“Heidi was always really good at working with the kids who really needed a little more attention in order to have the best time that they could,” Scott said.
At the start of that week, all 350 campers took part in the standard boys versus girls cheer-off. Grace isolated herself while the rest of the girls shouted, “We are young girls, strong girls, living on a lake going to take on the world someday” to the tune of Queen’s “We Will Rock You.”
Kreis made it her mission to take Grace under her wing for the rest of the week, slowly incorporating her into group activities with the rest of the campers. By Friday, the young girl was braiding her friends’ hair, exchanging school emails to stay in touch, and screaming “Angels, butterflies, daisies, too, we’re gonna rock this house for you” in the cheer-off rematch.
“As the week went on, things got really fun for her,” Kreis said. “She saw the magic of camp, which is a different type of magic from A Moment of Magic, but it’s still a great feeling.”
How COVID Impacted A Moment of Magic
Local hospitals have understandably transformed into impenetrable fortresses over the last seven months.
Many of the young patients visited by A Moment of Magic volunteers are immunocompromised, so limiting exposure to the outside world is a top priority for staff members. Those barriers are taking a toll on the Chapel Hill chapter’s progress that had been building since starting in 2018.
In-person visits switched over to 30-minute chats over Zoom. The group’s fashion show fundraiser, an event that would’ve allowed 30 kids to walk a runway dressed as their favorite characters, generated $5,000 in donations before COVID-19 forced the organizers to call it off. Executive members like Kreis, who now serves as the chapter’s Vice President, spend their days worrying about who will fill their positions in the future; the foundation doesn’t have opportunities to show new members the extent of its capabilities.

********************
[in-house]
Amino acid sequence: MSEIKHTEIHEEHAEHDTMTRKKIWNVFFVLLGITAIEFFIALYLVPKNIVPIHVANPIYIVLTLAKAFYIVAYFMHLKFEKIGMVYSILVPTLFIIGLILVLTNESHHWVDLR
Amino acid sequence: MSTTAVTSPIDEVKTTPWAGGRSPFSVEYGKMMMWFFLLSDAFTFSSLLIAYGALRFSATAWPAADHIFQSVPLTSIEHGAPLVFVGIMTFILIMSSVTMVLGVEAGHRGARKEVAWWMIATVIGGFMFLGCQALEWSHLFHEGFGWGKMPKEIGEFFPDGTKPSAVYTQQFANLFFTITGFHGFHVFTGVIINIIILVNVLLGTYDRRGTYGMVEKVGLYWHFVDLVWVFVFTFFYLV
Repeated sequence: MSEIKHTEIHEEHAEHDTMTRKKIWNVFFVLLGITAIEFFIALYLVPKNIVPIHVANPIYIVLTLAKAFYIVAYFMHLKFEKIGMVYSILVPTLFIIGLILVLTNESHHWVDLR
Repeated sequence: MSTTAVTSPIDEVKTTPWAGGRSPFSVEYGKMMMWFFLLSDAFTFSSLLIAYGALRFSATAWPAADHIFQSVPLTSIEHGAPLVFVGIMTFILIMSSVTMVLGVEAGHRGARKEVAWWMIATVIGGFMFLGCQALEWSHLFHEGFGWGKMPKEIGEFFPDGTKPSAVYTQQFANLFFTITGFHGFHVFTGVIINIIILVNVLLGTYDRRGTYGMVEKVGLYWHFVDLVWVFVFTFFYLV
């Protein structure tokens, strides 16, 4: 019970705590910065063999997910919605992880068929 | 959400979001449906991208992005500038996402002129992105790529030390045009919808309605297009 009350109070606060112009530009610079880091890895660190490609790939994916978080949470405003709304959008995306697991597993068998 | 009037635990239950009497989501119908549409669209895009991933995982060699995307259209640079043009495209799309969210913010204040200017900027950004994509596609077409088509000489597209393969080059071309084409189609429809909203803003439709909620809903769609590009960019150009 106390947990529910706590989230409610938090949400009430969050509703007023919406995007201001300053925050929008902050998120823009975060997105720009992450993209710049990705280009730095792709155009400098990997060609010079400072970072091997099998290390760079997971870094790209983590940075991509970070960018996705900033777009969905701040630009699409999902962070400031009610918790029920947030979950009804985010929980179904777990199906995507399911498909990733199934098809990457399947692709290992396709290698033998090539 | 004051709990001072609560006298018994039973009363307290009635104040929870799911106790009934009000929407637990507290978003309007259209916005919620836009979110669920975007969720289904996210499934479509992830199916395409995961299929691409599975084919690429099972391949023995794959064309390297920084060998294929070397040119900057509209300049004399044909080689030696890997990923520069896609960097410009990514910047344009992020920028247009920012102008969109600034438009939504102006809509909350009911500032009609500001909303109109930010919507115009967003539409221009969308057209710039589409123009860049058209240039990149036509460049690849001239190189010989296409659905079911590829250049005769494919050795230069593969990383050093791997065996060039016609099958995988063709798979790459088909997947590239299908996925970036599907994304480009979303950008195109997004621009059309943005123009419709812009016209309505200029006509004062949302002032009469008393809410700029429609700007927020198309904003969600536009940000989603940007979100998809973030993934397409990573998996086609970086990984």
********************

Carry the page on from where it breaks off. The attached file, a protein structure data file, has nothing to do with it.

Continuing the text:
“Without all the momentum from going to club meetings to just being on Zoom, it’s hard to know what the future of this chapter will look like here,” chapter President Julia Drahzal said.
The organization is still doing whatever it can to try to replicate that pre-pandemic spark.
Kreis is part of a team that operates the chapter’s new hotline phones for patients to schedule calls with different characters. She oversees several of the foundation’s subcommittees, such as a fundraising group that just organized a trivia night event less than two weeks ago. She also helped implement book readings for children through Facebook live streams to help capture that original sense of joy in-person visits can bring.
And for some, it’s all working.
“[My kids] have really enjoyed the Zoom meetings, and I feel like they still get the same feeling during and after it,” Ivey said.
Staying in touch, regardless of any hurdles, in a socially isolated world is what helps Kreis keep those personal connections with former visitors, like Mia.
Kreis sent the Ivey family a painting of Rapunzel’s castle that still hangs on Mia’s wall three months after her doctors announced she was cancer-free.
“Rapunzel gave it to me,” Mia tells anyone who points it out.
edited by Jackie Sizing